In a first, PMC ends foreign medical students quota

Updated 27 Oct 2020

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While abo­l­i­shing quota for foreign students for the first time in the country’s history, the Pakistan Medical Comm­ission (PMC) has made it mandatory for overseas Pakistanis and foreign students to clear Medical and Dental College Admission Test (MDCAT) to get admission in Pakistan. — AFP/File
While abo­l­i­shing quota for foreign students for the first time in the country’s history, the Pakistan Medical Comm­ission (PMC) has made it mandatory for overseas Pakistanis and foreign students to clear Medical and Dental College Admission Test (MDCAT) to get admission in Pakistan. — AFP/File

ISLAMABAD: While abo­l­i­shing quota for foreign students for the first time in the country’s history, the Pakistan Medical Comm­ission (PMC) has made it mandatory for overseas Pakistanis and foreign students to clear Medical and Dental College Admission Test (MDCAT) to get admission in Pakistan.

Private colleges have been allowed to have fee str­uct­ures for foreigners different from that for Pakistani students. Moreover, the provinces can fix a quota for foreign students for admission to their public sector colleges.

The Pakistan Medical Ass­­ociation (PMA), representative body of doctors, expre­ss­ed concern over the decis­ion and said the decision wou­ld close the doors of medical education on local students.

However, the Pakistan Ass­ociation of Private Medi­cal and Dental Institutions (PAMI) believes that majority of local students would be admitted as the decision of the PMC to declare MDCAT mandatory will compel foreign students to look for options in other countries.

According to a notification issued by the PMC, foreign students have been divided into two categories i.e. Pakistani students [overseas Pakistanis] and foreign students.

“There are no quotas for foreign students. All foreign students will compete on a national merit for admission into private colleges. Each province may set up a quota for foreign students for admission to their public colleges, if they so desire. Private colleges may have a fee structure for foreign students different to Pakistani students, with a lower fee charged for Pakistani students,” says the notification.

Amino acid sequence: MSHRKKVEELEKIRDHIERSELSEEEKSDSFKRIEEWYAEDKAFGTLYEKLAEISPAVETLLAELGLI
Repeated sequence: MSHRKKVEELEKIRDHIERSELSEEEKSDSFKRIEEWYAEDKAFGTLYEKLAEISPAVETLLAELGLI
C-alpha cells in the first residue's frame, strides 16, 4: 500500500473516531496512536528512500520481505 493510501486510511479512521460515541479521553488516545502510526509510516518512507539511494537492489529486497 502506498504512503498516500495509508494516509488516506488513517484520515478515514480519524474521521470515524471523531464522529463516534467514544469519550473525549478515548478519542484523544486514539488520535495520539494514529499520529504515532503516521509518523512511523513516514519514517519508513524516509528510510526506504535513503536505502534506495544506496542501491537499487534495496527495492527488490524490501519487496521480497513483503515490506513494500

According to the notification, foreign students are those who are foreign nationals and do not hold Pakistani nationality and have obtained their Higher Secondary School Certificate (HSSC), 12th grade examination or equivalent from outside Pakistan. Pakistani students are those who are non-resident or non-resident dual national having obtained their HSSC examination or equivalent from outside Pakistan.

“A foreign student may apply for preparation of merit to a private college on the basis of having taken the MDCAT result or SAT II (Scholastic Aptitude Test) results in Biology, Chemistry and Physics/Maths. The ratio given to each score for calculating cumulative score equivalence to MDCAT shall be Biology 40pc, Chemistry 30pc, Physics/Maths 20pc. English is exempted if the students have obtained their HSSC qualification from a programme taught primarily in English,” the notification states.

Moreover this year, because of the Covid-19 pandemic, students of both categories have been exempted from MDCAT and only SAT II will be considered for their admissions. Foreign students who elect to come to Pakistan and take the MDCAT on Nov 15, 2020, will not lose their status as foreign student for purposes of applying for admissions. A foreign student will after having taken the MDCAT still retain the right to either select their MDCAT score or their SAT II scores at the time of applying for admissions to private college, says the notification.

PMA Secretary General Dr Qaisar Sajjad, while talking to Dawn, said that because of the new policy local students would be deprived of their rights as colleges have been allowed to charge more fees from foreign students.

“Our local students will not be able to get admissions, on the other hand foreign students will leave the country after graduation, so Pakistan will face deficiency of doctors in future. I suggest that tax should be imposed on foreign students as initially there will be just a few foreign students but with the passage of time number will increase as they will know that it is easy to do graduation from private colleges,” he said.

PMC Vice President Ali Raza could not be contacted for comment. However, a member of the commission, requesting anonymity, said that it would be beneficial for Pakistan to encourage foreign students.

“In the West, annual fee of a medical graduate is $60,000. We will get a large number of students if we offer them $12,000 per year,” he said.

Some of the medical colleges had admitted more students than their quota, so it has been decided to register those students and in future such things will not be tolerated, he said.

“I believe that there should be schools/colleges which do not earn profit so that the quality education is given to the masses, but medical education has become a business in Pakistan,” he said.

PAMI General Secretary Riaz Janjua told Dawn that during last meeting with the PMC it was decided that all students will have to clear National Licensing Exam after completion of course.

“Earlier there was 15 per cent quota for foreign students and we used to get 3pc to 4pc but now it has been decided that foreign students will also have to clear MDCAT. I fear that we will hardly get students. However, a good thing is that students will have to pay fee in foreign currency so the country will be benefited,” he said.

Published in Dawn, October 27th, 2020